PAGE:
This morning in the rotunda of a turn-of-the-century, rural courthouse, I held my client in my arms. She is the mother of a teenage boy/man who is currently missing, a runaway from a youth facility, where he was placed for explosive anger and violence. While she wept and shook with sorrow, I held her tightly, and closed my eyes, water pooling in them. She wept for the loss of her son, in fear because he is out there, with winter approaching. He is reported to be accompanied by others who are unlikely to create a favorable outcome.
She wept that she could not save him. She certainly didn't save him when he was a small child, from brutal beating at the hands of his father, a beating so severe that it made the papers. Did I mention this boy still carries the newspaper article with him? It's folded up very, very small, tucked into his wallet, like a miniature trophy awarded for survival. He shows it to people from time to time. He showed it to his Department of Human Services worker once.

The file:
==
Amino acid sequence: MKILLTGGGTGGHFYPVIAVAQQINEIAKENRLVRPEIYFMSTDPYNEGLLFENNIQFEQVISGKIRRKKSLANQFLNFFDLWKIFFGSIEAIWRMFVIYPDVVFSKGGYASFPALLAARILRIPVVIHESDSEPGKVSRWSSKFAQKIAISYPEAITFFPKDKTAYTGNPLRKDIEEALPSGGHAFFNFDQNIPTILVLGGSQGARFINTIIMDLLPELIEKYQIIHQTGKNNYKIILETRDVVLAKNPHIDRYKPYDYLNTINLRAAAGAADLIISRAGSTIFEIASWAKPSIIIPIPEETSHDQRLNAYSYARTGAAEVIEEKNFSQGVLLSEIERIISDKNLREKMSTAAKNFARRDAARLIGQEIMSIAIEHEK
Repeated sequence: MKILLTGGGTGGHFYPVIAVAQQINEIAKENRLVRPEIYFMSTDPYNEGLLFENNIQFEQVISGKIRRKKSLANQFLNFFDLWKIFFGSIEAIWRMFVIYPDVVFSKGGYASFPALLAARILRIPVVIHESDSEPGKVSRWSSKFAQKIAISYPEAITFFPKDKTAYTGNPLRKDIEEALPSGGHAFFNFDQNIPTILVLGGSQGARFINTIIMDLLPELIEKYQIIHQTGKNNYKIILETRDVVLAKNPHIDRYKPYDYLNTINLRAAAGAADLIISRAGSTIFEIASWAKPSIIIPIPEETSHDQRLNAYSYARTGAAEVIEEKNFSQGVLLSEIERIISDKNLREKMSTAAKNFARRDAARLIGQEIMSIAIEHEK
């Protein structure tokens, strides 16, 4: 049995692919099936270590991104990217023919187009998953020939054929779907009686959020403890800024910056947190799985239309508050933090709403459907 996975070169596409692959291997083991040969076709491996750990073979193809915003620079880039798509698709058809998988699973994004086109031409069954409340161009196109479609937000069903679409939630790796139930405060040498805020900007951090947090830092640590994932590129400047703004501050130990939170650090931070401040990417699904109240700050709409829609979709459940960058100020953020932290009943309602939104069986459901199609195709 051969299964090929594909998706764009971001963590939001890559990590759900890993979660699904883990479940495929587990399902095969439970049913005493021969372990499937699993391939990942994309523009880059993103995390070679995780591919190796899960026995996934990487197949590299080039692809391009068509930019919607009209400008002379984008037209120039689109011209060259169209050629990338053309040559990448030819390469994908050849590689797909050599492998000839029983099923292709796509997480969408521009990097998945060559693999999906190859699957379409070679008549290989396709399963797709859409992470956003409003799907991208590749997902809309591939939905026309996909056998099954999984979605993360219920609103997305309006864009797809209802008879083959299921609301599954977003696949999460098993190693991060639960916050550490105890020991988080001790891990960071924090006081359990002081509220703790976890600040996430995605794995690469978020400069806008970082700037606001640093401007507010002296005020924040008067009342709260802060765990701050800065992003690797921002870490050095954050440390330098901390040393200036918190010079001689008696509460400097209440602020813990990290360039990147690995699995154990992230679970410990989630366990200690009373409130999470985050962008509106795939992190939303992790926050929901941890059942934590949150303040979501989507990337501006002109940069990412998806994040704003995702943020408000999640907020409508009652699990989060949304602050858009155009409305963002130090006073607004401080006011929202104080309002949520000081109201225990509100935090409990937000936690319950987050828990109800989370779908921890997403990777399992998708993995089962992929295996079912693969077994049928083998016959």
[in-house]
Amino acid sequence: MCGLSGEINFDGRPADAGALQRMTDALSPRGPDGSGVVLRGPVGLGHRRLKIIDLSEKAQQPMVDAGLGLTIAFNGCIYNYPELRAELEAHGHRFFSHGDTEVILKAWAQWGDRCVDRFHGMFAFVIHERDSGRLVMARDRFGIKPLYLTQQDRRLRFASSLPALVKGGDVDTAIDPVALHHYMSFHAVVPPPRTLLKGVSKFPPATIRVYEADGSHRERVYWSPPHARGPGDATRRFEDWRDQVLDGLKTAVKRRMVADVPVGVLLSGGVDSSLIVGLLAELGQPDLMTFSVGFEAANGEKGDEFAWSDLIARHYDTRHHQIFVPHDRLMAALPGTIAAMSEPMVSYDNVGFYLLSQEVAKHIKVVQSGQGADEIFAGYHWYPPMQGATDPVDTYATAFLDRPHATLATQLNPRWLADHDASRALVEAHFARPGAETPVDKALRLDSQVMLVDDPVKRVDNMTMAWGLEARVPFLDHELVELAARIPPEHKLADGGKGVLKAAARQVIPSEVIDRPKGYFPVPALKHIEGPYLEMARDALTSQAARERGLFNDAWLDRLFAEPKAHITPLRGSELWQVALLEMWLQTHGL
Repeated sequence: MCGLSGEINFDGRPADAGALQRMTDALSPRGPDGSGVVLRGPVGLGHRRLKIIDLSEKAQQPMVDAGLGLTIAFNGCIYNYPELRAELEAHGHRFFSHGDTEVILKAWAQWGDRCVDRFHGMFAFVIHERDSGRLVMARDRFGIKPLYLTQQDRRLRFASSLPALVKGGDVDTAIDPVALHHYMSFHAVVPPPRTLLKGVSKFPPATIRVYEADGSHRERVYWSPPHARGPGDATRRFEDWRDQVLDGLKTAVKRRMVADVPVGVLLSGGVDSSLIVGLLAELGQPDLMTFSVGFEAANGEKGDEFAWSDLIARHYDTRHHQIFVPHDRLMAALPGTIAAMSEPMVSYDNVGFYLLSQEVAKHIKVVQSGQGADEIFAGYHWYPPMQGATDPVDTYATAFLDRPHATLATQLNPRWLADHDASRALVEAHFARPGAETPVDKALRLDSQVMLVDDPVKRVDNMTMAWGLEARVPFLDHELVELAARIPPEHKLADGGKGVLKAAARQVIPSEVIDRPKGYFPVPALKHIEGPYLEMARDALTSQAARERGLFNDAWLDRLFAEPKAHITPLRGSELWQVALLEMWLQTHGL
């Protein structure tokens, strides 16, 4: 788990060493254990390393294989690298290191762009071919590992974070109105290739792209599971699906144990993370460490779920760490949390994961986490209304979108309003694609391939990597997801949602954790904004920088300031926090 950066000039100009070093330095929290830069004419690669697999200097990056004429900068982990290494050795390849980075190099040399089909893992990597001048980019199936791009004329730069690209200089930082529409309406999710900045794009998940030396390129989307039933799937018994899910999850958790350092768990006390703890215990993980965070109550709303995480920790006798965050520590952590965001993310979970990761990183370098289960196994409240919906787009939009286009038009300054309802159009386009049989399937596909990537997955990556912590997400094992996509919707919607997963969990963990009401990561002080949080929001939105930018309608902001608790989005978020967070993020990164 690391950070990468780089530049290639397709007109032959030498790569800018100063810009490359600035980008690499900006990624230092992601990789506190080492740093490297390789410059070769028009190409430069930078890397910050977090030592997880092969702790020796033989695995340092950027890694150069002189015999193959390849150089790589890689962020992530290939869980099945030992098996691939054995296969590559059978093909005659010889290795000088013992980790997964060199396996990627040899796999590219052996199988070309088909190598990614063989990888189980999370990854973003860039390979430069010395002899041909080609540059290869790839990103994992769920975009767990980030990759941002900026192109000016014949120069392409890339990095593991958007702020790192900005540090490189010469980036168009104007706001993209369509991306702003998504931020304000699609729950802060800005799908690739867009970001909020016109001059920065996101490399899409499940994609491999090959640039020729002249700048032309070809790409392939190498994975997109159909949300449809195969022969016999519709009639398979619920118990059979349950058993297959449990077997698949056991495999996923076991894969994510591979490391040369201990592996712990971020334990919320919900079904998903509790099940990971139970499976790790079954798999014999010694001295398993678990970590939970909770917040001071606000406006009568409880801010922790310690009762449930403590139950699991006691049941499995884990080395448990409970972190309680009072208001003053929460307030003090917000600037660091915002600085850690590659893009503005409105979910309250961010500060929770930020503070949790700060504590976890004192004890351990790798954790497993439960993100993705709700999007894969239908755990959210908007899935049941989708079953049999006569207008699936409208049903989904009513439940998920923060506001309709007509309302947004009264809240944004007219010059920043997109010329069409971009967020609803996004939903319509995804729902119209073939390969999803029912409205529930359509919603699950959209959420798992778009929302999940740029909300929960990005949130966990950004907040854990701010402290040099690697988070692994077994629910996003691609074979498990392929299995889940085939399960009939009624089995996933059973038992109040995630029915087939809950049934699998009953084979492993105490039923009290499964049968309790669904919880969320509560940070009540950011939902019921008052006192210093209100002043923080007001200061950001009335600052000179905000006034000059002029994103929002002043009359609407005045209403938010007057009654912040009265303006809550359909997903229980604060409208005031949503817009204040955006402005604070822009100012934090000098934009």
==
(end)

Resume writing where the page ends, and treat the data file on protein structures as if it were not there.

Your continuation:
I am not a lawyer. I am a Boddhisatva. I don't go around saying this, because I work in the semi-rural Midwest, and would be known as the Cray-zee Lawyer if I did. But that's what I am (a Boddhisatva, not a Cray-zee Lawyer), and I've known it for a long time.
The work of a Boddhisatva is difficult. The main qualifications for such work seem to be an open heart and the ability to heal people. Lately, this is a challenge for me. The terrain of my spiritual path has been treacherous in recent times, and I've watched with sorrow as my heart closed.
My client gave me a gift this morning, although she will never know it. Her pain called my heart to open, and it did.
I will do my best to give her the gift of her son. So now I have to find him. I won't stop until I do.